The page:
Norway's largest public and private art collections and museums have around 130,000 works of art. More than 112,000 of those are created by men and only 10% are made by women.
In collaboration with Henie Onstad Kunstsenter, we have launched the #EqualArt campaign. The aim is to create equal conditions for artists, regardless of gender. Equal physical areas in exhibitions, equal capital, equal attention, and an equal number of exhibitions.
2020 is the year to create a new norm for art collections. We can promote more female artists in public. We want to contribute to representativeness and equality.
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We have contacted public art museums, private art museums and foundations, private collectors, and asked if they would be included in the survey. Those who have said yes have shared the number of female and male artists they have in their collections, how many works they have in total, and how many are made by female and male artists.
Art museums and private collections that have exhibition venues have also answered the gender distribution of the number of separate exhibitions. The figures are thus self-reported by the owners. Equality Check has carried out the survey, with input from Henie Onstad Kunstsenter Bergesenstiftelsen has contributed funds to carry out the work.
17 of Norway's largest, publicly funded art museums have a total of 130,000 works. 89% of these are created by male artists. On average, there are 29 works by each male artist, and 6 works by each female artist.
In the last 5 years, about 40% of newly purchased works in public museums have been by female artists. Separate positions in the last 5 years have been equally distributed between women and men.
4 of Norway's largest private art museums and sculpture parks, together have over 9,000 works. 75% of these are by male artists. On average, there are approx. 5 works by each male artist, and 5 works by each female artist. In the last 5 years, 78% of the works purchased have been created by male artists, and 63% of all solo presentations are by male artists.
We surveyed 4 of Norway's largest foundations with art collections that have a total of 5,400 works. Of these, 85% are by male artists. Also, 70% of the purchases in the last 5 years are from male artists. On average, there are 9 works per male artist, and 6 works per female artist.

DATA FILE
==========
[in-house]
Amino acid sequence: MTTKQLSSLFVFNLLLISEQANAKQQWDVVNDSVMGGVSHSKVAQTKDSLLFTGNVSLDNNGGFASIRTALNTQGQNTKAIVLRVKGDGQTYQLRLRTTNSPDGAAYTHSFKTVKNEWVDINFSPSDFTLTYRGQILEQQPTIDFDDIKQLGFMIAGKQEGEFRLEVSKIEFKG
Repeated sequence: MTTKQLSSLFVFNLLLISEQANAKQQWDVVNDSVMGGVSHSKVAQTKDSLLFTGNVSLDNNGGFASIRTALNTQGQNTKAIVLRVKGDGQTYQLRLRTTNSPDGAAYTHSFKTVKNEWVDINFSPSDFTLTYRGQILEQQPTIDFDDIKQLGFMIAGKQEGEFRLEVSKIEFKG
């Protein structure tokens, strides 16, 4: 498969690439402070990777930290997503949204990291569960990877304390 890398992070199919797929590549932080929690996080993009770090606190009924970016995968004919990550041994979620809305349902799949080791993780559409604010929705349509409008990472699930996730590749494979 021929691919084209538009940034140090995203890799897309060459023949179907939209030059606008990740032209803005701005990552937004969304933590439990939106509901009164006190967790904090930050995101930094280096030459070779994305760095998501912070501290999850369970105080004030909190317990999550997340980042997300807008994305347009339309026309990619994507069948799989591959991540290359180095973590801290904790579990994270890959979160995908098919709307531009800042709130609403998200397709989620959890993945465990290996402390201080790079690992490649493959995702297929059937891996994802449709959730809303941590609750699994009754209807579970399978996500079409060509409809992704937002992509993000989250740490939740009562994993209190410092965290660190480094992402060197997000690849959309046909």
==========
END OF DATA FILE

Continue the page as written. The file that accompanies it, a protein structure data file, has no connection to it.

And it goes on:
In the collection of the Sparebankstiftelsen DNB, 10% of the works are made by female artists. Corporate collections among 6 of Norway's companies with art collections have a total of 2,300 works, 83% of which are by male artists.
On average, there are approximately 4 works per male artist and approximately 3 works per female artist. In the last 5 years, 69% of newly purchased works are by male artists.
Among 9 large collections belonging to private individuals, there are a total of over 1,800 works, 76% of which are by male artists. On average, there are approximately 4 works per artist, both male and female. In the last 5 years, works have been purchased where approximately 50% are by female and 50% are by male artists in these collections.
If we are to correct this imbalance, we have a way to go. While we can't rewrite historical biases, we can influence the future. We can decide how the collections are built, completed, and disseminated today and in the time to come. We can encourage more people to collect and invest in art and thus create a greater cultural diversity that is representative of our time.
How can you contribute? Share this article with art museums and anyone you know who is an art collector, upload your artwork and tag us on Instagram using the hashtag, #EqualArt. Together, we can create a more #EqualArt.
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